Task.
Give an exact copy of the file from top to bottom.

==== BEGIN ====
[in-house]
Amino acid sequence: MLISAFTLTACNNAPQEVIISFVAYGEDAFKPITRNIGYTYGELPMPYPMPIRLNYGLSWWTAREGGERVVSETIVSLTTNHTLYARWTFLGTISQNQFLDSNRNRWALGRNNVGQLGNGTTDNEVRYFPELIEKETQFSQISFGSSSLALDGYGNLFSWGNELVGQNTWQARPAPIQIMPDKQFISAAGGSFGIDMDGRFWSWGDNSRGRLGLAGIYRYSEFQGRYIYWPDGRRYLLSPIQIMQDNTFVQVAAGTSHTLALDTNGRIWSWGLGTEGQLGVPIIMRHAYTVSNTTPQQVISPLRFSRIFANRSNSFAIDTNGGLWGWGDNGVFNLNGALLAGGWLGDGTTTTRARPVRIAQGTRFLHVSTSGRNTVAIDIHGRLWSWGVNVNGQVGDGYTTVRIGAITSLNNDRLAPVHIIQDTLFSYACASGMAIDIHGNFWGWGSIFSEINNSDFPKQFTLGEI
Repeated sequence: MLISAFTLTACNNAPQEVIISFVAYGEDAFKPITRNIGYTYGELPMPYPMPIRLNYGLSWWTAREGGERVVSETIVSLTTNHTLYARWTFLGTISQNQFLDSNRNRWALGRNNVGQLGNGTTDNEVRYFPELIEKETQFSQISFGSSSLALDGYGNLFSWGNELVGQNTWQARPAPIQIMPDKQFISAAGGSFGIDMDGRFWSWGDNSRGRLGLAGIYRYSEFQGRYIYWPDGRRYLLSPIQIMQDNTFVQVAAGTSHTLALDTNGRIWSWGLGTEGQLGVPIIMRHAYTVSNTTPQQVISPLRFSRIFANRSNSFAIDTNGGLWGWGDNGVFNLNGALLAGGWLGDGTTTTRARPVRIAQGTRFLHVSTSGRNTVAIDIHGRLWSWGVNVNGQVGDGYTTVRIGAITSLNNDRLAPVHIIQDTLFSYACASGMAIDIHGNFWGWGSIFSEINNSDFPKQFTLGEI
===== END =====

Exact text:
[in-house]
Amino acid sequence: MLISAFTLTACNNAPQEVIISFVAYGEDAFKPITRNIGYTYGELPMPYPMPIRLNYGLSWWTAREGGERVVSETIVSLTTNHTLYARWTFLGTISQNQFLDSNRNRWALGRNNVGQLGNGTTDNEVRYFPELIEKETQFSQISFGSSSLALDGYGNLFSWGNELVGQNTWQARPAPIQIMPDKQFISAAGGSFGIDMDGRFWSWGDNSRGRLGLAGIYRYSEFQGRYIYWPDGRRYLLSPIQIMQDNTFVQVAAGTSHTLALDTNGRIWSWGLGTEGQLGVPIIMRHAYTVSNTTPQQVISPLRFSRIFANRSNSFAIDTNGGLWGWGDNGVFNLNGALLAGGWLGDGTTTTRARPVRIAQGTRFLHVSTSGRNTVAIDIHGRLWSWGVNVNGQVGDGYTTVRIGAITSLNNDRLAPVHIIQDTLFSYACASGMAIDIHGNFWGWGSIFSEINNSDFPKQFTLGEI
Repeated sequence: MLISAFTLTACNNAPQEVIISFVAYGEDAFKPITRNIGYTYGELPMPYPMPIRLNYGLSWWTAREGGERVVSETIVSLTTNHTLYARWTFLGTISQNQFLDSNRNRWALGRNNVGQLGNGTTDNEVRYFPELIEKETQFSQISFGSSSLALDGYGNLFSWGNELVGQNTWQARPAPIQIMPDKQFISAAGGSFGIDMDGRFWSWGDNSRGRLGLAGIYRYSEFQGRYIYWPDGRRYLLSPIQIMQDNTFVQVAAGTSHTLALDTNGRIWSWGLGTEGQLGVPIIMRHAYTVSNTTPQQVISPLRFSRIFANRSNSFAIDTNGGLWGWGDNGVFNLNGALLAGGWLGDGTTTTRARPVRIAQGTRFLHVSTSGRNTVAIDIHGRLWSWGVNVNGQVGDGYTTVRIGAITSLNNDRLAPVHIIQDTLFSYACASGMAIDIHGNFWGWGSIFSEINNSDFPKQFTLGEI